An unexpected result from this study is that the early BMP signal is necessary and sufficient for subsequent growth and structural plasticity, but not for synaptic function. In the absence of later BMP signaling, the NMJ grows to its structurally normal size but has reduced neurotransmission. The later requirement for BMP signaling is consistent with the observation that pMad levels remain high in motoneuron nuclei throughout larval development. In the absence of continual Mad activity, the number of active zones is reduced and their size is aberrantly enlarged. The separable roles of BMP signaling for NMJ growth and function are also consistent with the distinct actions of the two known targets of retrograde BMP signaling in motoneurons, Trio and Target of wit (Twit) (Burke, 2013).

It is not known whether the active zone phenotype arising from the loss of BMP signaling late in development results from defects in the formation or the maintenance of these structures. The active zone protein Sunday driver (dSyd) and the Teneurin-a adhesion molecule are potentially involved in Mad's physiological program, as their loss causes physiological and ultrastructural phenotypes that overlap with those of BMP mutants. Future studies of how Mad simultaneously and separately regulates NMJ growth and physiology could lead to a deeper understanding of how dSyd and Teneurin-a might act dowstream of Mad. The separable downstream effects of Mad on growth versus physiology may depend on post-translational modifications that can occur at the linker between the MH1 and MH2 domains, changes that can affect the affinity of Mad's binding partners. Unfortunately, Mad's noncanonical binding partners in motoneurons are entirely uncharacterized (Burke, 2013).

Elevated action potential firing in motoneurons resulting from the loss of repolarizing K+ channels or by high-temperature rearing substantially enhances NMJ growth and synaptic transmission. Mutations affecting the BMP signaling pathway block this plasticity without suppressing presynaptic hyperactivity. The results indicate that retrograde BMP signaling allows motoneuron growth to be responsive to increased levels of activity. Indeed, the level of excitability during Mad's critical period for growth strongly affected synaptic size in mature larvae. Understanding how this early activity engages BMP-dependent programs could be very insightful given that cAMP, AP-1, and Fas-2 signaling failed to rescue the effects of Mad1 expression (Burke, 2013).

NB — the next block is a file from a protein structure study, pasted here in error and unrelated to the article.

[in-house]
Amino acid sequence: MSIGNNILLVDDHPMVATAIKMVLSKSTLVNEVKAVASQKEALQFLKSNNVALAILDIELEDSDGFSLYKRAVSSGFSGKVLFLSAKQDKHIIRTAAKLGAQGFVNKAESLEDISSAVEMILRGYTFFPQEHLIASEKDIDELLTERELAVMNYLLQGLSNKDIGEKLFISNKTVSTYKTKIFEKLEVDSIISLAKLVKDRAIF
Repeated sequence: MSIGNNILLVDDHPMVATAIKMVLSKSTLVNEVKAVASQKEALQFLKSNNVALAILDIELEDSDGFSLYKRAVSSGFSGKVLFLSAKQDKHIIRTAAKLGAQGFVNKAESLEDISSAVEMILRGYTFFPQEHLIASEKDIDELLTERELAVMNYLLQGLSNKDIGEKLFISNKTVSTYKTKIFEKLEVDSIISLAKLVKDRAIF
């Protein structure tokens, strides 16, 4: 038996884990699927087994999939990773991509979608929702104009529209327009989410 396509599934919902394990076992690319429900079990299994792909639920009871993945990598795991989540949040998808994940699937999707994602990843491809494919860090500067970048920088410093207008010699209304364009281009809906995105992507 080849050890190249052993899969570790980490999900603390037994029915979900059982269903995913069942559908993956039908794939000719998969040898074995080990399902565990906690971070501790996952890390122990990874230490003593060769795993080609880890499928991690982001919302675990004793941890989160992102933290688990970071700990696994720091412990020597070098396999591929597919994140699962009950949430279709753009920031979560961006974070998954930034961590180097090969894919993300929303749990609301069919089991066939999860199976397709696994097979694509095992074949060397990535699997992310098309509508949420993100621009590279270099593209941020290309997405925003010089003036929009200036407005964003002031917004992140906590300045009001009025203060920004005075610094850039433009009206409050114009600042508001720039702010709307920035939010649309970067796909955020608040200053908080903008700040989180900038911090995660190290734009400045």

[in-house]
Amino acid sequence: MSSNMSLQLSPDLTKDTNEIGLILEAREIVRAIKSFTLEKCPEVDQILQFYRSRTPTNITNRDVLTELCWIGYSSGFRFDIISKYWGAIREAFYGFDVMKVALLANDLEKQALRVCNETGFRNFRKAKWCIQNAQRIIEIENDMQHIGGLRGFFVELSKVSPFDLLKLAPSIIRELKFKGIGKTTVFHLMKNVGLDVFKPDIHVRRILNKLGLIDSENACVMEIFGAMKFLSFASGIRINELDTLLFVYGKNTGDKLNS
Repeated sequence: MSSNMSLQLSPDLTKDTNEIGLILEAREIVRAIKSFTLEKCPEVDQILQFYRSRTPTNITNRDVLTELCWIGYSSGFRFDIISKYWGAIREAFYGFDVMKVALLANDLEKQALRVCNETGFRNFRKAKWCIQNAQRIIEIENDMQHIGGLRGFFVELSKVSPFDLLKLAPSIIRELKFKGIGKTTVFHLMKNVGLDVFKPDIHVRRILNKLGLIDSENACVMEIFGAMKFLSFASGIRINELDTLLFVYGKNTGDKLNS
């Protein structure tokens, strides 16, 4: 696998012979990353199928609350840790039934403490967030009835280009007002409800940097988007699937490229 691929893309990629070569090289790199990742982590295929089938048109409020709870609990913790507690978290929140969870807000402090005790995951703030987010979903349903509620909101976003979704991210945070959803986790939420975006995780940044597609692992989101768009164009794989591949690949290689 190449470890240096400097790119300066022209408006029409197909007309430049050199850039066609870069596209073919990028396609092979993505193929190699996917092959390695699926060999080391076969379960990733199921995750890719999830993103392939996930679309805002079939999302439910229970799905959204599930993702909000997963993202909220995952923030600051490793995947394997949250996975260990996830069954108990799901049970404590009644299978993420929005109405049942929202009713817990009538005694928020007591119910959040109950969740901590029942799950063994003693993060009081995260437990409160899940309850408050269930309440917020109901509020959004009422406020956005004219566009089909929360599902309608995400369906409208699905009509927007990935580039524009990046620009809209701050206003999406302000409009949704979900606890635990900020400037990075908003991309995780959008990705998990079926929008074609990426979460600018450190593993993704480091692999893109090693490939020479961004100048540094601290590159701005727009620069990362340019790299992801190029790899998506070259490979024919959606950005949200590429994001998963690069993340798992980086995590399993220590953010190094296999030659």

Instead, the receptor protein tyrosine phosphatase Lar rescued both normal and activity-dependent NMJ growth, and Lar was required for activity-dependent developmental plasticity. Lar family members are essential, well-conserved regulators of synaptogenesis from worms and flies to mammals. Despite the prior identification of extracellular ligands for Lar family RPTPs, there has been no significant insight into the temporal regulation of Lar signaling during synaptogenesis in any system. Current evidence suggests that the Lar pathway regulates cytoskeletal assembly and active zone formation while antagonizing the activity of the highly conserved Abelson (Abl) tyrosine kinase. At the larval stage, Abl negatively regulates NMJ size and abl mutations have phenotypes reciprocal to those of Lar. Lar may relieve the growth-inhibitory action of Abl, promoting synaptic expansion in response to elevated activity or postsynaptic growth. Lar acts via the actin-modulating protein Ena for NMJ growth, whereas Trio and Lar regulate growth and the presynaptic cytoskeleton by interacting with Diaphanous, a member of the formin family of proteins. As Trio levels are reduced in BMP mutants and the expression of Trio only partially rescues NMJ growth, it is possible that Ena or Diaphanous act independently of Mad signaling (Burke, 2013).